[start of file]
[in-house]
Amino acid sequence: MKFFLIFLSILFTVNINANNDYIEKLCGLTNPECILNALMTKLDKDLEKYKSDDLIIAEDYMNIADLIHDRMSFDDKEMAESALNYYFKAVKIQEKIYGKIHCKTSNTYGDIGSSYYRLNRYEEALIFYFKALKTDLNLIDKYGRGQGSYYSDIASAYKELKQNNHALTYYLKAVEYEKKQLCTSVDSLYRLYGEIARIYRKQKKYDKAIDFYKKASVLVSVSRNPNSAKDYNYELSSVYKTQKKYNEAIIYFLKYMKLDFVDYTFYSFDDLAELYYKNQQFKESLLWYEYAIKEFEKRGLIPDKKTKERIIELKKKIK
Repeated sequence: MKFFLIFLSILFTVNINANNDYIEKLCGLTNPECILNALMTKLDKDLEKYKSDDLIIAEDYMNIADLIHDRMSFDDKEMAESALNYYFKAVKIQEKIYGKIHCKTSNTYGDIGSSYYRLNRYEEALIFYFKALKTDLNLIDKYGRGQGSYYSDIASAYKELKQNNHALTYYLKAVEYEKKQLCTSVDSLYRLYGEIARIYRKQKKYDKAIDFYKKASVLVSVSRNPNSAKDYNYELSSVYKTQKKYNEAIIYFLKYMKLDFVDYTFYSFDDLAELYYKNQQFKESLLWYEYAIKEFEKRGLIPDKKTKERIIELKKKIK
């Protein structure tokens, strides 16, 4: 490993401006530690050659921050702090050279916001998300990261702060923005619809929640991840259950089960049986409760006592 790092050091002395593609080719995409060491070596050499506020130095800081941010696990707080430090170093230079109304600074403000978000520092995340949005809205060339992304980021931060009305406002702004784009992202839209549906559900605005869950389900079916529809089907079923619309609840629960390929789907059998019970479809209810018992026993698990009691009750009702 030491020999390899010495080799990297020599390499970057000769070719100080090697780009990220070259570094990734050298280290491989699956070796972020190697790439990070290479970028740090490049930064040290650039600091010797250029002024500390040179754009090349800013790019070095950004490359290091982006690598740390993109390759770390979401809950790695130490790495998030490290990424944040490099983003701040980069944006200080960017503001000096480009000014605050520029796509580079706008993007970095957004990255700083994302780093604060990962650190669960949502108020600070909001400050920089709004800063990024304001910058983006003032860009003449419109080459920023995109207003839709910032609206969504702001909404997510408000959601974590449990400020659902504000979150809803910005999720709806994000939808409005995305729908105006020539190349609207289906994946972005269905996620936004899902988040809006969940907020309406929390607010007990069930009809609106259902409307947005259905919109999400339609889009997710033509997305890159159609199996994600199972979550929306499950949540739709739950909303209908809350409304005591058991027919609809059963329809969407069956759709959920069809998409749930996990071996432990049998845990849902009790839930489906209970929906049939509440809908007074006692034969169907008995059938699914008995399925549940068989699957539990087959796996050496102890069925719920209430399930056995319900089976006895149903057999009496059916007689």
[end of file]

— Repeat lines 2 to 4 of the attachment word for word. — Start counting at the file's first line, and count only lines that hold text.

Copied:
Amino acid sequence: MKFFLIFLSILFTVNINANNDYIEKLCGLTNPECILNALMTKLDKDLEKYKSDDLIIAEDYMNIADLIHDRMSFDDKEMAESALNYYFKAVKIQEKIYGKIHCKTSNTYGDIGSSYYRLNRYEEALIFYFKALKTDLNLIDKYGRGQGSYYSDIASAYKELKQNNHALTYYLKAVEYEKKQLCTSVDSLYRLYGEIARIYRKQKKYDKAIDFYKKASVLVSVSRNPNSAKDYNYELSSVYKTQKKYNEAIIYFLKYMKLDFVDYTFYSFDDLAELYYKNQQFKESLLWYEYAIKEFEKRGLIPDKKTKERIIELKKKIK
Repeated sequence: MKFFLIFLSILFTVNINANNDYIEKLCGLTNPECILNALMTKLDKDLEKYKSDDLIIAEDYMNIADLIHDRMSFDDKEMAESALNYYFKAVKIQEKIYGKIHCKTSNTYGDIGSSYYRLNRYEEALIFYFKALKTDLNLIDKYGRGQGSYYSDIASAYKELKQNNHALTYYLKAVEYEKKQLCTSVDSLYRLYGEIARIYRKQKKYDKAIDFYKKASVLVSVSRNPNSAKDYNYELSSVYKTQKKYNEAIIYFLKYMKLDFVDYTFYSFDDLAELYYKNQQFKESLLWYEYAIKEFEKRGLIPDKKTKERIIELKKKIK
């Protein structure tokens, strides 16, 4: 490993401006530690050659921050702090050279916001998300990261702060923005619809929640991840259950089960049986409760006592 790092050091002395593609080719995409060491070596050499506020130095800081941010696990707080430090170093230079109304600074403000978000520092995340949005809205060339992304980021931060009305406002702004784009992202839209549906559900605005869950389900079916529809089907079923619309609840629960390929789907059998019970479809209810018992026993698990009691009750009702 030491020999390899010495080799990297020599390499970057000769070719100080090697780009990220070259570094990734050298280290491989699956070796972020190697790439990070290479970028740090490049930064040290650039600091010797250029002024500390040179754009090349800013790019070095950004490359290091982006690598740390993109390759770390979401809950790695130490790495998030490290990424944040490099983003701040980069944006200080960017503001000096480009000014605050520029796509580079706008993007970095957004990255700083994302780093604060990962650190669960949502108020600070909001400050920089709004800063990024304001910058983006003032860009003449419109080459920023995109207003839709910032609206969504702001909404997510408000959601974590449990400020659902504000979150809803910005999720709806994000939808409005995305729908105006020539190349609207289906994946972005269905996620936004899902988040809006969940907020309406929390607010007990069930009809609106259902409307947005259905919109999400339609889009997710033509997305890159159609199996994600199972979550929306499950949540739709739950909303209908809350409304005591058991027919609809059963329809969407069956759709959920069809998409749930996990071996432990049998845990849902009790839930489906209970929906049939509440809908007074006692034969169907008995059938699914008995399925549940068989699957539990087959796996050496102890069925719920209430399930056995319900089976006895149903057999009496059916007689």